During oral arguments, Joshua Thompson, representing Cedar Point and Fowler Packing Company, told Justices that because the regulation allows organizers the right to enter and stay on the business property, it is a “taking.” The regulations placed on how long organizers could stay on the property are only relevant to determine how much compensation the businesses are owed, and not whether the taking occurred in the first place, Thompson argued.

Solicitor General of California, Michael Mongan, defended the regulation and emphasized its narrowness in scope, allowing for only a limited number of organizers to enter the farm at certain times, and for the limited purpose of talking with workers.

Justice Brett Kavanaugh said the court had, decades ago, considered how to balance the rights of unions and property owners, and the High Court concluded there could be “no access unless you can show that there are no alternative means of communication that exists,” Kavanaugh said.

Justice Clarence Thomas posed the question of whether there was any difference between the regulation and a requirement to allow National Guard Troops or state police to train on private property during non-business hours for up to three hours a day, 120 days a year.

For the liberal wing of the bench, the issue boiled down to health and safety regulations.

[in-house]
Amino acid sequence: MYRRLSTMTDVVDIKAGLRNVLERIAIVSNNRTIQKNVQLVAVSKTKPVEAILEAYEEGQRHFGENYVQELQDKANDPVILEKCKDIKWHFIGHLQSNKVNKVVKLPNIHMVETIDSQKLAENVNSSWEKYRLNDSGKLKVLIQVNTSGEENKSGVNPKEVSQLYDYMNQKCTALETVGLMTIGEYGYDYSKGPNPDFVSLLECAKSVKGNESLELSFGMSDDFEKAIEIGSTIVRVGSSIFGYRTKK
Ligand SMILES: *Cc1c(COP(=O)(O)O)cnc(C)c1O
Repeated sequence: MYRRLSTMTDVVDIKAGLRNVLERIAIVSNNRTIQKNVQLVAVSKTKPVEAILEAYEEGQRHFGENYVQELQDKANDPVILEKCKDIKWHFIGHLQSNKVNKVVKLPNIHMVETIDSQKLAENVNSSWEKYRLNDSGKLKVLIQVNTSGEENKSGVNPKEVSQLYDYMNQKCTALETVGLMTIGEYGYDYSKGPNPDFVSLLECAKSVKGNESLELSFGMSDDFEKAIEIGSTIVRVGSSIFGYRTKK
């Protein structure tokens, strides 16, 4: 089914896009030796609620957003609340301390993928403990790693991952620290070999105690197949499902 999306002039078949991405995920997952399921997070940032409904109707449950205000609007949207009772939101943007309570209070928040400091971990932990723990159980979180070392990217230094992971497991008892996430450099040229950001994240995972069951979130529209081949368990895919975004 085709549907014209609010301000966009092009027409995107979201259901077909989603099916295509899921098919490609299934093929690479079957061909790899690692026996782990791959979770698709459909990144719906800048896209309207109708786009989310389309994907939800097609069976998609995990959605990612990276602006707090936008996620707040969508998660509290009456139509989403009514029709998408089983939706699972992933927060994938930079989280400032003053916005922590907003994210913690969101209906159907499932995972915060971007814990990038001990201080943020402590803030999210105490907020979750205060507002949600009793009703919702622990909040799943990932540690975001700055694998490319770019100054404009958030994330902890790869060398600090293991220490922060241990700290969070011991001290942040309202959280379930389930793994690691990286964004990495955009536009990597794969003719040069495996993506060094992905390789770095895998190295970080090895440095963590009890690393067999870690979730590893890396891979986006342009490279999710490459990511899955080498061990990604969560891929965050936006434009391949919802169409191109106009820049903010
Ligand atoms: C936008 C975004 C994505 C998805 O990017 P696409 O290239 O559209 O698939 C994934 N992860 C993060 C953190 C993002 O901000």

In court documents filed before President Joe Biden’s inauguration, the Trump administration had urged the justices to side with the businesses. The Biden administration changed the government’s position.

One thing to note, however, since there is no law like this one anywhere else, the Supreme Court has previously said a federal law–excluding agricultural workers, may allow union organizers to enter private property in limited circumstances.

“If the location of a plant and the living quarters of the employees place the employees beyond the reach of reasonable union efforts to communicate with them,” wrote Justice Stanley Reed for the court in 1956, “the employer must allow the union to approach his employees on his property.”

How the High Court will rule is difficult to tell, though some Supreme Court prognosticators have signaled a win for business. This newly minted conservative Supreme Court majority could shift the balance in favor of expanding the exclusionary rights given to private property owners, undermining the health and safety of many. And with the High Courts’ previous blows against organized labor and working people, it would not be too farfetched.

To sum it up: a decision in favor of the nursery could, and will, undermine several laws aimed at protecting the U.S. public.

A decision in the case of Cedar Point Nursery, et al., Petitioners v. Victoria Hassid, et al. is expected at the end of June when the court breaks for the summer.


Al Neal
Al Neal

Award winning journalist Al Neal is PW associate editor for labor and politics. He is also the chief photographer for People's World. He is a member of the Chicago News Guild, Society of Professional Journalists, Professional Photographers of America, National Sports Media Association, and The Ernest Brooks Foundation.